[ SXSW Bios ] #hack5 [ Presentation Files ]
HTML5 is no question the “buzzword du jour” in tech nowadays, but looking past the vernacular cruft one will discover that the HTML5 technology STACK is actually an incredibly powerful & useful framework for apps well beyond the traditional web browser. Massive companies like Google and Hewlett Packard are placing huge bets on the future of “HTML5 App development”. From HP/Palm’s WebOS to be used in their mobility products to Google’s Chrome OS, HTML5 is not simply another buzzword that can be treated as a mere passing trend, but should actually be taken seriously for app development. But what makes up the HTML5 stack and how will it truly be the future of software? What are the benefits & risks associated with using the HTML5 stack? Prove to me it works. All of these questions & demands will be answered & showcased in the presentation including important issues such as: What constitutes the HTML5 stack Benefits of using the HTML5 stack Use a single codebase Rapidly prototype an app targetting multiple devices including: iPhone, iPad, Android Devices, Chrome OS Devices, Mobile Webkit Browsers, Desktop Browsers Target thousands of developers for extensibility & community development See code & install an actual working HTML5 app that works on a number of devices See code best practices in use for tailoring the UI based on the user’s device See code using Phonegap to create native mobile apps See code using Titanium to create native desktop apps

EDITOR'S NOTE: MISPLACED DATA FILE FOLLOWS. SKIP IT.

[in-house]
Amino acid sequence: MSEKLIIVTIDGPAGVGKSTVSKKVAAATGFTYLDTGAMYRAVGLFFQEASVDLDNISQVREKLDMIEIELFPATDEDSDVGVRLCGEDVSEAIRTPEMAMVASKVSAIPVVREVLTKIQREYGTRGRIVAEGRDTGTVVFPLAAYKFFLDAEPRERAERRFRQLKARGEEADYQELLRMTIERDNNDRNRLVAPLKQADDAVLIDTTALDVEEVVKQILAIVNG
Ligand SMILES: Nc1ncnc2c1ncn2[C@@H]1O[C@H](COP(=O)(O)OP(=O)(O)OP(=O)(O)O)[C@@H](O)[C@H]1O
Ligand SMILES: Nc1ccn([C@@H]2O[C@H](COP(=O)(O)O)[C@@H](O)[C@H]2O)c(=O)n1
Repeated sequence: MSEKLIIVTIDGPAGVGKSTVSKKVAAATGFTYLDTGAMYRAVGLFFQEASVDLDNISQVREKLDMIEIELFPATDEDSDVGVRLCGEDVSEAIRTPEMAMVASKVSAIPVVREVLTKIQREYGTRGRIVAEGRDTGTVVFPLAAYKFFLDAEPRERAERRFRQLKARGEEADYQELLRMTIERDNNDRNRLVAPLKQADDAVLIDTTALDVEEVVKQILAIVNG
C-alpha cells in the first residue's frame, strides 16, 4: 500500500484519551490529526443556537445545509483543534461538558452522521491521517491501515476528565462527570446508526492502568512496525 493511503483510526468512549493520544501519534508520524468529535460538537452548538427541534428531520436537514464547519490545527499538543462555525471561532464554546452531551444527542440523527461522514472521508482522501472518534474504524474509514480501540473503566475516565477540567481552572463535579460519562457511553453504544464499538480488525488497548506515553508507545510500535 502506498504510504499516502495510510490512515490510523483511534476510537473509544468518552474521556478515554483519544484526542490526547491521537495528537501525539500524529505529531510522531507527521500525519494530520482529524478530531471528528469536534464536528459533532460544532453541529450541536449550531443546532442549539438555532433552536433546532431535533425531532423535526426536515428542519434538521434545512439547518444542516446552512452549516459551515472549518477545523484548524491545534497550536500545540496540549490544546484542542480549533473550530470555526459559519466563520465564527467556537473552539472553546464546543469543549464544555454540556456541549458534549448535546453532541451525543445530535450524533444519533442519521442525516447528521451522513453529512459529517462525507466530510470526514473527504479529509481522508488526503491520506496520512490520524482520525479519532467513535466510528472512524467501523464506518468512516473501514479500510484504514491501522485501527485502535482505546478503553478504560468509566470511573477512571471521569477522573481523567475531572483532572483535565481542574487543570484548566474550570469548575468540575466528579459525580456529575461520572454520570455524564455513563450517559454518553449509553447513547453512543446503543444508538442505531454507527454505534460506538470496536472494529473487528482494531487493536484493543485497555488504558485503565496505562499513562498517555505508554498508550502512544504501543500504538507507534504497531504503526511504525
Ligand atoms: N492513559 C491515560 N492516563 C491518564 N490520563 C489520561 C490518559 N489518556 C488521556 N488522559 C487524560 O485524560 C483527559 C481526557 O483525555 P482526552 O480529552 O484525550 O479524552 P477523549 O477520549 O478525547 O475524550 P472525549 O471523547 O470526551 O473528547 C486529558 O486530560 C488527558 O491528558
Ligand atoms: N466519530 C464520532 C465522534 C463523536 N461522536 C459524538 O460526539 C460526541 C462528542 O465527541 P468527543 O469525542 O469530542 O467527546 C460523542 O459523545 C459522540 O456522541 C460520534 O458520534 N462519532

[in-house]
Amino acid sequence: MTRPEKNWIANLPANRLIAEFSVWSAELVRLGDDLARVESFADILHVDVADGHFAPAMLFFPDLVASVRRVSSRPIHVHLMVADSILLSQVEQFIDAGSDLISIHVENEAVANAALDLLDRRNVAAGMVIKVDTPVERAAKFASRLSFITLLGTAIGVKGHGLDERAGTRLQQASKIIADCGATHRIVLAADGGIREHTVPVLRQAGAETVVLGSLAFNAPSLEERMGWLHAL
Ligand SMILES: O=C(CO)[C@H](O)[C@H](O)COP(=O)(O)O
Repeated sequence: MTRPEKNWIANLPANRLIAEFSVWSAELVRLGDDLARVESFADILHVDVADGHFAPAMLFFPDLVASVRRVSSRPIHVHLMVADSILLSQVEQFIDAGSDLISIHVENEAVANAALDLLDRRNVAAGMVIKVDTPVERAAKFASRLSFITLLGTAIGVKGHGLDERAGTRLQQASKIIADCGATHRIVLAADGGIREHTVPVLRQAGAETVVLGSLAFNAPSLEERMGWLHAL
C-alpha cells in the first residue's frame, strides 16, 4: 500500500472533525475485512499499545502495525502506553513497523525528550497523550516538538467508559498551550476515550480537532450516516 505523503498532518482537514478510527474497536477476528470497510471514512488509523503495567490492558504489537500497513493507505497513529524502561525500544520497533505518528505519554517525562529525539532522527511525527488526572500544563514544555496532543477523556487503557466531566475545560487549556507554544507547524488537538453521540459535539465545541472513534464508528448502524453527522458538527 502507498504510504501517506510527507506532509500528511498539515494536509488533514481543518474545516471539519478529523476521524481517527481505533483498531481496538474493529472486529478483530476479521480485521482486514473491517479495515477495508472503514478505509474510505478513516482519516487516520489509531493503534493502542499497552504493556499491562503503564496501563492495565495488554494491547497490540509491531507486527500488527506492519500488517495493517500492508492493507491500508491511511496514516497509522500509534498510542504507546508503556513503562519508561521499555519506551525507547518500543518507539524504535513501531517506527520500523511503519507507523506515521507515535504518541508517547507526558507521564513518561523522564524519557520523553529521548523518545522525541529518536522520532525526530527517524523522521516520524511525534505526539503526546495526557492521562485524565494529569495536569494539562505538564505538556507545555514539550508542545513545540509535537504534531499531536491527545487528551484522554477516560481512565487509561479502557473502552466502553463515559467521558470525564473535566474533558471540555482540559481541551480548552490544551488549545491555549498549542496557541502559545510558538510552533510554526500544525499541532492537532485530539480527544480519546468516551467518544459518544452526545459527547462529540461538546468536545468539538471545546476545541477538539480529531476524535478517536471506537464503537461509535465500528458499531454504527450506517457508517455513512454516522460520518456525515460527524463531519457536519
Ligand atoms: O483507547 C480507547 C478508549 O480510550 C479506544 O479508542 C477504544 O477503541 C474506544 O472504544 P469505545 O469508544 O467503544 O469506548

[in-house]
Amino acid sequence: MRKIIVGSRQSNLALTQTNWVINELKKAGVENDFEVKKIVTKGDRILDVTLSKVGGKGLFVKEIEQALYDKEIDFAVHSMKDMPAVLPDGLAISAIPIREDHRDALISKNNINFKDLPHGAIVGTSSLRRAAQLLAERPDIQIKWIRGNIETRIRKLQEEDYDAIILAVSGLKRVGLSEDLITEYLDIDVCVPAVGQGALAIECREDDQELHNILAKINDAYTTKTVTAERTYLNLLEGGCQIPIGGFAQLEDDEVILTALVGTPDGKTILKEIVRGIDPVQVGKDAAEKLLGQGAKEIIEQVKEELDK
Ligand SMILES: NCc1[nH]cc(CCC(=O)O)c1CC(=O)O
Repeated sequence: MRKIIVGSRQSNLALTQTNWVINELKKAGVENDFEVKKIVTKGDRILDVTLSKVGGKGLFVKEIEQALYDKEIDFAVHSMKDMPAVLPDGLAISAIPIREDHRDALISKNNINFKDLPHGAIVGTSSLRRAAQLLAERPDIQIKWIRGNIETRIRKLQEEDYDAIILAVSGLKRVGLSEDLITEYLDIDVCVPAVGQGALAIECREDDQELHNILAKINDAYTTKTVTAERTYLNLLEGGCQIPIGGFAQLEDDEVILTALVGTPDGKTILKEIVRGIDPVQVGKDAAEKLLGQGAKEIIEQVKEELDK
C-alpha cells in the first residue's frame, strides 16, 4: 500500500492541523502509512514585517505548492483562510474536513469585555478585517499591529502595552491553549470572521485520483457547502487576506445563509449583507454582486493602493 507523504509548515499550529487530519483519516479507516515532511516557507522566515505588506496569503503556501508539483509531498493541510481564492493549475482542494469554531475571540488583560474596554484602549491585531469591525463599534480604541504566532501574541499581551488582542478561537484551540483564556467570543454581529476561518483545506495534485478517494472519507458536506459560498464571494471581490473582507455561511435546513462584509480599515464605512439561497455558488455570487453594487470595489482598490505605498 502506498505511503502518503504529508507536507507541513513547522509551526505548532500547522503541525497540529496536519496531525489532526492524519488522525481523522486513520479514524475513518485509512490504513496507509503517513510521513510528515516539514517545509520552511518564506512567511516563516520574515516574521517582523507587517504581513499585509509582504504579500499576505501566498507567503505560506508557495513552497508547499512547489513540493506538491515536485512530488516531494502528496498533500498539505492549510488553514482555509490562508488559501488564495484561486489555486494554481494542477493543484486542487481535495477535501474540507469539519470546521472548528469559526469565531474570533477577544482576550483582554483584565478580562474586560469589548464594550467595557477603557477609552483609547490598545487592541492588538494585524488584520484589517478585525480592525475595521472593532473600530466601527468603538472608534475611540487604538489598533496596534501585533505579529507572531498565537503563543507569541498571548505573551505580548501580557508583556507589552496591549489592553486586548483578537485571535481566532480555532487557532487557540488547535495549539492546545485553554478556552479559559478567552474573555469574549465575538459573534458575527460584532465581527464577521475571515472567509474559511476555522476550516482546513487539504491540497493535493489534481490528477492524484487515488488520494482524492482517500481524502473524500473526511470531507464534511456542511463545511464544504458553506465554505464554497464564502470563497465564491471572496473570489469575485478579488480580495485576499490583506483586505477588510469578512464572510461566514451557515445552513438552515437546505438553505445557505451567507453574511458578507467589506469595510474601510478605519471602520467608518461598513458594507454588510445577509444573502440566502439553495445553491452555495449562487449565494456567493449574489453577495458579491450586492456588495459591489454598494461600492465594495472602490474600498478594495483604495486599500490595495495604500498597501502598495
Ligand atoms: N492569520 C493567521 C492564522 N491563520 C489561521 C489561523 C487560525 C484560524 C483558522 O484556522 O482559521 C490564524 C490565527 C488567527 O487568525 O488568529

Web as a Platform
- Content: the HTML doc itself
- Style: the CSS3
JS gives you access to geolocation, local storage, web workers, etc. The web stack has a much smaller development (language) and design (artifacts) skill and maintenance footprint.
- Phonegap — write web apps for native mobile applications. JS bindings to native device libraries. build.phonegap.com (automated build of different device app versions).
- Sencha Touch — development toolkit to create native apps.
- Appcelerator Titanium — native device apps and create native desktop applications (JS bridge).
- jQuery Mobile — (alpha) mobile web applications that gracefully degrades across devices.
- YQL — turns the entire web into an API (screen-scrape that won’t get blocked) that lets you parse any web page and collect it in JSON/etc..
- Node.js — C++ bindings to V8 (Google Chrome) to make highly efficient network applications; server-side JS built on JS. RESTful web services that use common libraries as your desktop (offline) side. I.e., validation of form fields (requires client and server side validation) is exact same code on client as server. This solves the issue of this presentation’s glossing over of server-side code?
— android (phonegap)
— desktop (titanium)
— web (/key folder/ that other folders symlink to)
– server (Express node.js)
— public (symlink to web)
Responsive design tip: Only load the libraries (jQuery) you need for the screen size a person is using.
Write logic that finds out what kind of framework you are in (phonegap, titanium, etc.) to handle deltas.
CSS media queries + fancy JS = same code that’s good for multiple devices and screens.